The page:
BRIEF DESCRIPTION OF THE. DRAWINGS The invention itself will be better understood, and additional features and advantages thereof will become apparent, from the following detailed description of a preferred inventive embodiment of the invention, taken in conjunction with the accompanying drawings, in which:
FIG. 1 is a top plan view, partially in section, showing two parking spaces each provided with the inventive barrier device;
FIG. 2 is a side elevational view, looking along line 2-2 of FIG. 1, showing the inventive barrier device;
FIG. 3 is a front elevational view of the device of FIG. 2, partially in section, looking along line 3-3 of FIG. 2;
FIG. 4 is an enlarged view of a portion of FIG. 2 showing details of the pivoted joint of the device;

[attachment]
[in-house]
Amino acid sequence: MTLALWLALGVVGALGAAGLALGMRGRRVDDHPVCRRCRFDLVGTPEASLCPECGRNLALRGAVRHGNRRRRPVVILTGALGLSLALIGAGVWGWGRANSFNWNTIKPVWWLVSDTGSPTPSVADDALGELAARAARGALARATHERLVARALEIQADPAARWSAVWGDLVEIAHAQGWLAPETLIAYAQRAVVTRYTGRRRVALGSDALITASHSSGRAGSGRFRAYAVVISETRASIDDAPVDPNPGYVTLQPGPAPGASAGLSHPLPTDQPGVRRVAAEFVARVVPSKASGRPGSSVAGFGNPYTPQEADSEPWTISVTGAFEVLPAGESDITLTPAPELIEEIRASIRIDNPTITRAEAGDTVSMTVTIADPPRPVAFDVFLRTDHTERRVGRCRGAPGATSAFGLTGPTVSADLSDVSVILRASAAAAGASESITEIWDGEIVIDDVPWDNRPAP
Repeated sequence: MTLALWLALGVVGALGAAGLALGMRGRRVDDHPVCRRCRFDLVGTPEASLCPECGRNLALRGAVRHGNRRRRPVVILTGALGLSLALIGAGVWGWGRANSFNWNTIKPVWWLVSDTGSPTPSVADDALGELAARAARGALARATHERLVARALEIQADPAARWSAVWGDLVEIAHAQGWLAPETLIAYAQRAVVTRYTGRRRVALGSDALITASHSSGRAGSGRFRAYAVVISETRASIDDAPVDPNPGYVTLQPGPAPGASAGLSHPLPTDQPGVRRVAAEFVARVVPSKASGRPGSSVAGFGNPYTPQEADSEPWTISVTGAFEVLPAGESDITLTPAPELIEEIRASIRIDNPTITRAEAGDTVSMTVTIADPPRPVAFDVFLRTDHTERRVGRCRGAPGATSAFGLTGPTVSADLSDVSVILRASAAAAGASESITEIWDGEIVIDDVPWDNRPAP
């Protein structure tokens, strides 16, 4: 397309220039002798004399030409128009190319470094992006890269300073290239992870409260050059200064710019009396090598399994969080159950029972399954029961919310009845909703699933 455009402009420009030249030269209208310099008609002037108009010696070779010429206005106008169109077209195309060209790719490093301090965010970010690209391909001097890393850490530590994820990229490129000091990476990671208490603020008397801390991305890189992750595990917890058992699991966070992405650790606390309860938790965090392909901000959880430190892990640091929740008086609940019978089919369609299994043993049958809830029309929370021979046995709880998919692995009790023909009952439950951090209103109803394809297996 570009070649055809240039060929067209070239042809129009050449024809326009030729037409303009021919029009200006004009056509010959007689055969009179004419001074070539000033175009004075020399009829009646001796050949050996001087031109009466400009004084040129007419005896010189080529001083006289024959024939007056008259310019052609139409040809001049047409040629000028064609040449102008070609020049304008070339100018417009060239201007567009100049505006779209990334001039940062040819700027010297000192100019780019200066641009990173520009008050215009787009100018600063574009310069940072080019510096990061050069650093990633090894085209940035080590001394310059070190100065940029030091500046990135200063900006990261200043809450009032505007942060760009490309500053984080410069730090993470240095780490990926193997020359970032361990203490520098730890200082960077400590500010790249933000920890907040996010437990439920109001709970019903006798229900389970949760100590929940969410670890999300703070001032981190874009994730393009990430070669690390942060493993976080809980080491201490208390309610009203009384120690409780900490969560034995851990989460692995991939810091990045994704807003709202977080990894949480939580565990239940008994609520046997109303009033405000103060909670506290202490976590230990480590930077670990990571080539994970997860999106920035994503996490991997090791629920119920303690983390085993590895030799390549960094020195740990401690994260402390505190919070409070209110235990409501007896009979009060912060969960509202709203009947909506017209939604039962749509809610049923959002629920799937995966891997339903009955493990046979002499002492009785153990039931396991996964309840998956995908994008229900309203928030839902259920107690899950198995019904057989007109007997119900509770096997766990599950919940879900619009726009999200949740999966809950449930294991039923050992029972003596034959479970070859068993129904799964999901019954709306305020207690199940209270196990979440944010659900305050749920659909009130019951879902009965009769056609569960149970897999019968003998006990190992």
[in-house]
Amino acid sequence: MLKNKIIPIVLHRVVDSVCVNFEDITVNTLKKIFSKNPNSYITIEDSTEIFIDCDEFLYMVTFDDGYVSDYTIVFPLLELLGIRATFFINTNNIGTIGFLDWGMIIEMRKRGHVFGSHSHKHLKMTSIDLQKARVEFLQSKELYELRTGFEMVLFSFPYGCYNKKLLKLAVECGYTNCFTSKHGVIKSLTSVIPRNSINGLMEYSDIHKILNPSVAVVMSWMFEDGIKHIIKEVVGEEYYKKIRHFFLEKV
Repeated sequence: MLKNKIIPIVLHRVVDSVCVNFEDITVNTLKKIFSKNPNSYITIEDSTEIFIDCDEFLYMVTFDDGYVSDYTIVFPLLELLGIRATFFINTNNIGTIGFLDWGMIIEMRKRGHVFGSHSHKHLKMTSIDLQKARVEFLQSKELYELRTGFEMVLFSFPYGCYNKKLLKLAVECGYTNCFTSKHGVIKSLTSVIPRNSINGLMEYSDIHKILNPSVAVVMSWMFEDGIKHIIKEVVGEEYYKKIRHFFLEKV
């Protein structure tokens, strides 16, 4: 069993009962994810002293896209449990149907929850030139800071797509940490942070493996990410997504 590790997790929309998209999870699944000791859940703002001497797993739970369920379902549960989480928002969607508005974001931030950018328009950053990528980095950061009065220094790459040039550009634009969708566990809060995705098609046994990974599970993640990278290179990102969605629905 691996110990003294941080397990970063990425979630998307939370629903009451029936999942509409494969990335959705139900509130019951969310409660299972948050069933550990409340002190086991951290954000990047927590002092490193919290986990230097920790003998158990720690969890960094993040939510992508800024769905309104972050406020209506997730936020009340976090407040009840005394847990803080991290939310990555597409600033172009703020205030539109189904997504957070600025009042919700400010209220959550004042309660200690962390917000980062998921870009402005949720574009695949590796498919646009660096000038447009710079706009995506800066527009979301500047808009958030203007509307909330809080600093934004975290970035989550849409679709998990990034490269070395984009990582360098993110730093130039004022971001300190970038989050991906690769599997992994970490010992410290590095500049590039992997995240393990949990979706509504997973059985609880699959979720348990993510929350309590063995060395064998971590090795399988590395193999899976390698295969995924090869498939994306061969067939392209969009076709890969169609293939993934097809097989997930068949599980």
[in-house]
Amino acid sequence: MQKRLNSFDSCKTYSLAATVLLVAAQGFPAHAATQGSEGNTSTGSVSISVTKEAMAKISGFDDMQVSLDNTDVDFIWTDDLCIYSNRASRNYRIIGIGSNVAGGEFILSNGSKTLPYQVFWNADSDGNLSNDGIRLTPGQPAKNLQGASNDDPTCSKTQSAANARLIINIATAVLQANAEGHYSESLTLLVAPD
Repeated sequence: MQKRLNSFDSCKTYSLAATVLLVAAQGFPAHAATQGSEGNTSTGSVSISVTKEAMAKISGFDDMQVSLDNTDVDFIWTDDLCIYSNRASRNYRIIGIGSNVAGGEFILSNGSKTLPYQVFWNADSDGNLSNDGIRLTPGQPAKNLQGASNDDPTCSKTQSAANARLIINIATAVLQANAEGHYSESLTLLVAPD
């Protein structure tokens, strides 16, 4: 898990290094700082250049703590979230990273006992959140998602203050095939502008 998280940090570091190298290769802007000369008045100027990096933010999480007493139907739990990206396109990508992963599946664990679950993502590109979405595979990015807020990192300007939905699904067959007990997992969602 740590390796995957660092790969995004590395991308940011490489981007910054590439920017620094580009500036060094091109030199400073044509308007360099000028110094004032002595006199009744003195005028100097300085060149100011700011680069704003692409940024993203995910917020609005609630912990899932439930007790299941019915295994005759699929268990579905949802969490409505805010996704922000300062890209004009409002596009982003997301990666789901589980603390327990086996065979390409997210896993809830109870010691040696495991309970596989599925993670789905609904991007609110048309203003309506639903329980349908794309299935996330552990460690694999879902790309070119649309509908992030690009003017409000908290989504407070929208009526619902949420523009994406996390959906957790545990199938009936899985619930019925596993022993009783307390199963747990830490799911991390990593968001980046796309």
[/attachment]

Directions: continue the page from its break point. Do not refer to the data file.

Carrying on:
FIG. 5 is a perspective view, of a modified form of the parking field security device of the invention;
FIG. 6 is a sectional view, partly in elevation, taken along the line 6-6 of FIG. 5, showing the locking means when the barrier is locked in a horizontal blocking position; and
FIG. 7 is a side elevational view, partly in section, of the parking field security device shown in the vertical unblocked position.
DETAILED DESCRIPTION OF THE PREFERRED EMBODIMENTS OF THE INVENTION Referring now to the drawings and initially to FIG. I, there is shown a portion of a parking lot or other parking area provided with a plurality of security devices constructed according to the present invention, and having a plurality of parking spaces generally designated as 10 and separated by suitable divider means 12 of any suitable form, such as paint markings, physical barriers or the like. As shown, an elevated walkway 14 is provided at one end of the parking spaces 10, and includes a curbing 16 at the edge thereof facing the parking spaces, as is customary.